The distance between an identical point on two features in neighboring integrated circuit patterns, such as two features in a pattern of word lines or bit lines, is commonly referred to the “pitch” of the pattern. Integrated circuit features are typically defined by openings in, and are spaced apart from each other by, a material such as an insulator or a conductor. Thus, the concept of pitch can be understood as the sum of the width of a feature and the width of the space separating that feature from a neighboring feature.

BRIEF SUMMARY OF THE INVENTION

In one embodiment of the present invention, a method for connecting a plurality of bit lines to sense circuitry comprises providing a plurality of bit lines extending from a memory array in a first metal layer. The plurality of bit lines are separated from each other by an average spacing x in a first region of the first metal layer. The method further comprises elevating a portion of the plurality of bit lines into a second metal layer overlying the first metal layer. The elevated bit lines are separated from each other by an average spacing y in the second metal layer, with y>x. The method further comprises extending a portion of the plurality of bit lines into a second region of the first metal layer. The extended bit lines are separated from each other by an average spacing z in the second region of the first metal layer, with z>x. The method further comprises connecting a bit line in the second metal layer and a bit line in the first metal layer to the sense circuitry.

In another embodiment of the present invention, a method comprises providing an array of conductive lines extending from a memory device. The method further comprises, in an interface region, separating the array into two vertically separated metal layers. A first portion of the conductive lines are positioned in a lower metal layer, and a second portion of the conductive lines are positioned in an upper metal layer. The method further comprises connecting the first and second portions of conductive lines to sense circuitry. The interface region is positioned between the sense circuitry and the array.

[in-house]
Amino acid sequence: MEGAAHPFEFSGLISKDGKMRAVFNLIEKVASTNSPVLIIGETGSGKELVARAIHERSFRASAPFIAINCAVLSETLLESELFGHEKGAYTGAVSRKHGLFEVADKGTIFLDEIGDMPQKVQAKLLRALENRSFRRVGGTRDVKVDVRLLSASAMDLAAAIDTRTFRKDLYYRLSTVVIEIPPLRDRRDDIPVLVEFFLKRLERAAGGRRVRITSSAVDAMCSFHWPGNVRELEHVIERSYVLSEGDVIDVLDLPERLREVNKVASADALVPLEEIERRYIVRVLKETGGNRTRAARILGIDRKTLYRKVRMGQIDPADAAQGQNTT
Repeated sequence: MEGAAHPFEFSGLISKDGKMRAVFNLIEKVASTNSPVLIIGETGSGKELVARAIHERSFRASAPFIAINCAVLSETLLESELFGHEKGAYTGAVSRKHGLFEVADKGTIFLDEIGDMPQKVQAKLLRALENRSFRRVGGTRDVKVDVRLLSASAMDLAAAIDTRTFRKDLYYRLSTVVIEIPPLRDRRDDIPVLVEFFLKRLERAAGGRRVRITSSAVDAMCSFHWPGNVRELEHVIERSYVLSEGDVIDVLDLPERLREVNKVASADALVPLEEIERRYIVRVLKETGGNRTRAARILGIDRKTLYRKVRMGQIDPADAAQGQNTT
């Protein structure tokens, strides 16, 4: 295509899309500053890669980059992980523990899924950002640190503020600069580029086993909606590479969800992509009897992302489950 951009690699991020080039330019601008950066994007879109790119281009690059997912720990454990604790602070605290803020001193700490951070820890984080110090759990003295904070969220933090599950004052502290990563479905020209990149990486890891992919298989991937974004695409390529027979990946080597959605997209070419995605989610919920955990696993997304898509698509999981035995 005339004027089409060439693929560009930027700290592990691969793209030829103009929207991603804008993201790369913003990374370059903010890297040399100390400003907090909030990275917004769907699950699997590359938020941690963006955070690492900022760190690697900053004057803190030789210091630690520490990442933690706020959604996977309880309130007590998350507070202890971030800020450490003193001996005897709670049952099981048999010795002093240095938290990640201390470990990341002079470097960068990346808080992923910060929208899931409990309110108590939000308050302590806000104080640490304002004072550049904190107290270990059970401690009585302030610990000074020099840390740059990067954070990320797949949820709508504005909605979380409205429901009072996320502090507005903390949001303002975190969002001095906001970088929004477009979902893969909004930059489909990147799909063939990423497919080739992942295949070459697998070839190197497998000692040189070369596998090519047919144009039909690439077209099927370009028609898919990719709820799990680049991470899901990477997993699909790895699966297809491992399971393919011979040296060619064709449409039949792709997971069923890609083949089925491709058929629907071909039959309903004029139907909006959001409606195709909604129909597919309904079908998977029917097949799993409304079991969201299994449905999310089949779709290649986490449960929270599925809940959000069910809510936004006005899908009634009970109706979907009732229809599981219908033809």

In another embodiment of the present invention, a method of forming an integrated circuit comprises patterning a first array of conductive lines in a first metal layer. A first portion of the conductive lines are present in a first region of the first metal layer. A second portion of the conductive lines are present in the first region of the first metal layer and in a second region of the first metal layer. The conductive lines have an average line spacing of x in the first region, and the conductive lines have an average line spacing of y in the second region, with y>x. The method further comprises forming a contact over the first metal layer. The contact touches one of the conductive lines in the first portion of conductive lines. The method further comprises patterning a second array of conductive lines in a second metal layer that is vertically separated from the first metal layer. The second array has an average line spacing of z, wherein z>x. At least one of the second portion of conductive lines touches the contact. The method further comprises connecting a conductive line from the second array and a conductive line from the second region of the first array to sense circuitry.

In another embodiment of the present invention, an integrated circuit comprises a first array of conductive lines extending from a memory array in a first dimension. The conductive lines in the first array are separated from each other by an average spacing x in a second dimension that is orthogonal to the first dimension. The integrated circuit further comprises a plurality of contacts that provide electrical connection from a first group of conductive lines in the first array to a second array of conductive lines. The second array is separated from the first array in a third dimension that is orthogonal to the first and second dimensions. The conductive lines in the second array are separated from each other by an average spacing y in the second dimension, wherein y>x. The integrated circuit further comprises a third array of conductive lines that are electrically connected to a second group of conductive lines in the first array. The third array is separated from the second array in the third dimension. The conductive lines in the third array are separated from each other by an average spacing z in the second dimension, wherein z>x. The integrated circuit further comprises sense circuitry. At least a portion of the conductive lines in the second array and at least a portion of the conductive lines in the third array are electrically connected to the sense circuitry.